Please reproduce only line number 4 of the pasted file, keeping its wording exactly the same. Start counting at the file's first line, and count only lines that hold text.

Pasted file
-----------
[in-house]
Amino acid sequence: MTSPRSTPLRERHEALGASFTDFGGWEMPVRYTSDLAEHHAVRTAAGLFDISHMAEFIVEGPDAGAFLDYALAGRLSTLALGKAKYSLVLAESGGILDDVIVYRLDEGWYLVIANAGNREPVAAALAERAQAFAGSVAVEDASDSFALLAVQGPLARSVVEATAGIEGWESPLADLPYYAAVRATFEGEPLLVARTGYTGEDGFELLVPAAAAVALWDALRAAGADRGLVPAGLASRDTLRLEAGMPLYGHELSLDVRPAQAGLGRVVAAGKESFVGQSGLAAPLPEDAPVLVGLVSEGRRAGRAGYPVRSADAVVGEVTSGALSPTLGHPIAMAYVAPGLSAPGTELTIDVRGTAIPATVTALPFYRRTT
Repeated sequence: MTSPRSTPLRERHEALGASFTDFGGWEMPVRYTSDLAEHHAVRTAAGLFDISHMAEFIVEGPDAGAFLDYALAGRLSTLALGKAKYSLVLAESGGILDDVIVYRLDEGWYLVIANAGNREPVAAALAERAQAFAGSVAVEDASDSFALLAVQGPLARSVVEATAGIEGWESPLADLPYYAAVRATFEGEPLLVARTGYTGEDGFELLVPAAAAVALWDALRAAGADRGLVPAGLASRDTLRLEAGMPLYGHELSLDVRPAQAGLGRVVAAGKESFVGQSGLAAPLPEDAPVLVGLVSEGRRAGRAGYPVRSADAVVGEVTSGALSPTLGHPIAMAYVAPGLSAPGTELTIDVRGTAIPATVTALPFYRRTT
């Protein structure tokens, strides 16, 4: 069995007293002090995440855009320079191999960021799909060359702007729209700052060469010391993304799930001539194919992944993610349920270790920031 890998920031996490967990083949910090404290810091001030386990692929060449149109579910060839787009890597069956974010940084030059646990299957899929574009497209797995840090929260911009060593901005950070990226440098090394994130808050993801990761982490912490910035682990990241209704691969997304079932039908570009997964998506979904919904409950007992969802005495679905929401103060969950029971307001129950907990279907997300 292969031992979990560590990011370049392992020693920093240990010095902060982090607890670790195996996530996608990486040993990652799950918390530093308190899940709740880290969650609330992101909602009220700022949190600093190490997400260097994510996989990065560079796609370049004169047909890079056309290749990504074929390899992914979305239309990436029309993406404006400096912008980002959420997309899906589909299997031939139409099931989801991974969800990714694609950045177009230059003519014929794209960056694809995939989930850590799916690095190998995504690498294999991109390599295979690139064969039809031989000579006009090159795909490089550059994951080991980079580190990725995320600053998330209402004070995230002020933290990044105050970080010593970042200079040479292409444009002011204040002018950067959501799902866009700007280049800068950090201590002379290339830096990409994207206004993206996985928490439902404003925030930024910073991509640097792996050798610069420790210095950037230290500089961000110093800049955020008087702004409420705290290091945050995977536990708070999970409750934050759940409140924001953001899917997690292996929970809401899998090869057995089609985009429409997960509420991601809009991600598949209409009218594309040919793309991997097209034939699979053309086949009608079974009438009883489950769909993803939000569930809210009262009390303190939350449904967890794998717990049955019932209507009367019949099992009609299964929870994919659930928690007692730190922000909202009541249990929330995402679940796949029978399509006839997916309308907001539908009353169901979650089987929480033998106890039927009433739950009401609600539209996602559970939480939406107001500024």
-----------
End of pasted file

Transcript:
């Protein structure tokens, strides 16, 4: 069995007293002090995440855009320079191999960021799909060359702007729209700052060469010391993304799930001539194919992944993610349920270790920031 890998920031996490967990083949910090404290810091001030386990692929060449149109579910060839787009890597069956974010940084030059646990299957899929574009497209797995840090929260911009060593901005950070990226440098090394994130808050993801990761982490912490910035682990990241209704691969997304079932039908570009997964998506979904919904409950007992969802005495679905929401103060969950029971307001129950907990279907997300 292969031992979990560590990011370049392992020693920093240990010095902060982090607890670790195996996530996608990486040993990652799950918390530093308190899940709740880290969650609330992101909602009220700022949190600093190490997400260097994510996989990065560079796609370049004169047909890079056309290749990504074929390899992914979305239309990436029309993406404006400096912008980002959420997309899906589909299997031939139409099931989801991974969800990714694609950045177009230059003519014929794209960056694809995939989930850590799916690095190998995504690498294999991109390599295979690139064969039809031989000579006009090159795909490089550059994951080991980079580190990725995320600053998330209402004070995230002020933290990044105050970080010593970042200079040479292409444009002011204040002018950067959501799902866009700007280049800068950090201590002379290339830096990409994207206004993206996985928490439902404003925030930024910073991509640097792996050798610069420790210095950037230290500089961000110093800049955020008087702004409420705290290091945050995977536990708070999970409750934050759940409140924001953001899917997690292996929970809401899998090869057995089609985009429409997960509420991601809009991600598949209409009218594309040919793309991997097209034939699979053309086949009608079974009438009883489950769909993803939000569930809210009262009390303190939350449904967890794998717990049955019932209507009367019949099992009609299964929870994919659930928690007692730190922000909202009541249990929330995402679940796949029978399509006839997916309308907001539908009353169901979650089987929480033998106890039927009433739950009401609600539209996602559970939480939406107001500024």